Jewish Cemetery at Weissensee
About 1876 the Jewish community acquired for a new burial ground in Weissensee an area of more than 40 hectares including considerable reserve spaces. Hugo Licht, who as city architect of Leipzig from 1879 to 1906 did much to shape the face of that city, had the architectural elements of the new Jewish cemetery built of yellow brick in forms reminiscent of the Early Italian Renaissance with some Romanesque and Baroque details in red sandstone. Hugo Licht was also responsible for the division of the cemetery – consecrated on 9 September 1880 – into 120 burial sections/grave fields. The severe geometric layout is softened by variously shaped ornamental squares, from which main and secondary paths radiate and fan out, thus creating charming views. In 1910 a second stately hall of mourning had been built, the ruins of which following its wartime destruction were not removed until 1980. In 1926 no fewer than 200 staff were employed in looking after the extensive garden sections and 72,000 burial plots. The efficient horticultural department had five large greenhouses.
Opened in 1880, the Jewish Cemetery at Weissensee is not only the most extensive inner-city burial ground in Berlin today, but also the largest Jewish cemetery in Europe in terms of area. However, it owes its unique significance not only to this fact and its artistically remarkable collection of tombs, but above all to its close links to the fate of Berlin’s Jewish citizens. Buried in Weissensee Cemetery are men and women who made distinguished contributions to medicine, the natural sciences, the humanities, the plastic arts, literature, journalism, technology, industry, commerce, and municipal politics.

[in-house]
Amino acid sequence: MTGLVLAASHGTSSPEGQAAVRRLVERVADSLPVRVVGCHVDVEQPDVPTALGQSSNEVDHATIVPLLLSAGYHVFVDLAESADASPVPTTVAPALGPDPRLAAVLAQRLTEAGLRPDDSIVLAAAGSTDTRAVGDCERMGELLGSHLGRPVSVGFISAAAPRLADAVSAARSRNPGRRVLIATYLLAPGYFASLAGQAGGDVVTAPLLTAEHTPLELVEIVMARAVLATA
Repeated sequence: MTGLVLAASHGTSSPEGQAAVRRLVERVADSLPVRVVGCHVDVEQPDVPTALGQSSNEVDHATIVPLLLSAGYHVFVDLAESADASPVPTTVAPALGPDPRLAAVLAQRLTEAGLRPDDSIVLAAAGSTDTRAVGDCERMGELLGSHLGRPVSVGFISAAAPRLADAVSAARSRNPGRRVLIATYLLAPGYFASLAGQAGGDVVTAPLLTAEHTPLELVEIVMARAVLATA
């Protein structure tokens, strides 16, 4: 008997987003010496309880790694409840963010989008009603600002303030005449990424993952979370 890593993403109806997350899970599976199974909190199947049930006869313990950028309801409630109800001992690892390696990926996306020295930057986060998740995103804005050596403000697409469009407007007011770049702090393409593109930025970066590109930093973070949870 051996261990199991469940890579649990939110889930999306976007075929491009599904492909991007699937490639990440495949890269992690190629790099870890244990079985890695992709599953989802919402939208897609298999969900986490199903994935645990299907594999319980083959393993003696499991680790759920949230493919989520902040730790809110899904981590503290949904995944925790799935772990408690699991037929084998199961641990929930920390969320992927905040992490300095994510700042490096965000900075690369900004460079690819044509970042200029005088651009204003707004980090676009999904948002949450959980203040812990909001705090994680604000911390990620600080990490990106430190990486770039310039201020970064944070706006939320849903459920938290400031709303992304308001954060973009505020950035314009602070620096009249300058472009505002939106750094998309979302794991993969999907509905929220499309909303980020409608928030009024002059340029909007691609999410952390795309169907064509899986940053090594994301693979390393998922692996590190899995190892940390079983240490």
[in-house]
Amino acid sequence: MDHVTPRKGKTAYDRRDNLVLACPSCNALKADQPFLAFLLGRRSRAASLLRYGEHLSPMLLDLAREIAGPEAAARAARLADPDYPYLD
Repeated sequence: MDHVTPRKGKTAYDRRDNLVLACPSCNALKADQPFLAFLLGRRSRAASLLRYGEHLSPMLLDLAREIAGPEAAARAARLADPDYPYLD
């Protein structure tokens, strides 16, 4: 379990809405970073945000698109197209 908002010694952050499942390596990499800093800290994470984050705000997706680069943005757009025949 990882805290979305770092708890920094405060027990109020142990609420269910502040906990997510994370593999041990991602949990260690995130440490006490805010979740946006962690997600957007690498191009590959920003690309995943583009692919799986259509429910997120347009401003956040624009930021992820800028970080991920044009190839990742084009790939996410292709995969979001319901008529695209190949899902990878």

In the Weissensee Cemetery however, we also find the graves of those who, threatened with deportation to a Nazi extermination camp, took their own lives. Commemorative plaques remind us of Jewish concentration camp victims and a memorial stone of the members of the resistance group around the young Jewish communist Herbert Baum, who were executed in 1942/43.
In Weissensee, as in scarcely any other Berliner cemetery, one can follow the development of sepulchral art from 1880 to about 1939 on the basis of a wide range of specimens, some of them of exceptional quality. There are well known – and some very elaborate – tombs designed by the architects Erdmann & Spindler, Lachmann & Zauber, August Orth, Bruno Schmitz, Alfred Messel, Ludwig Hoffmann, Martin Dülfer and Walter Gropius, and the sculptors Otto Stichling and Hans Dammann.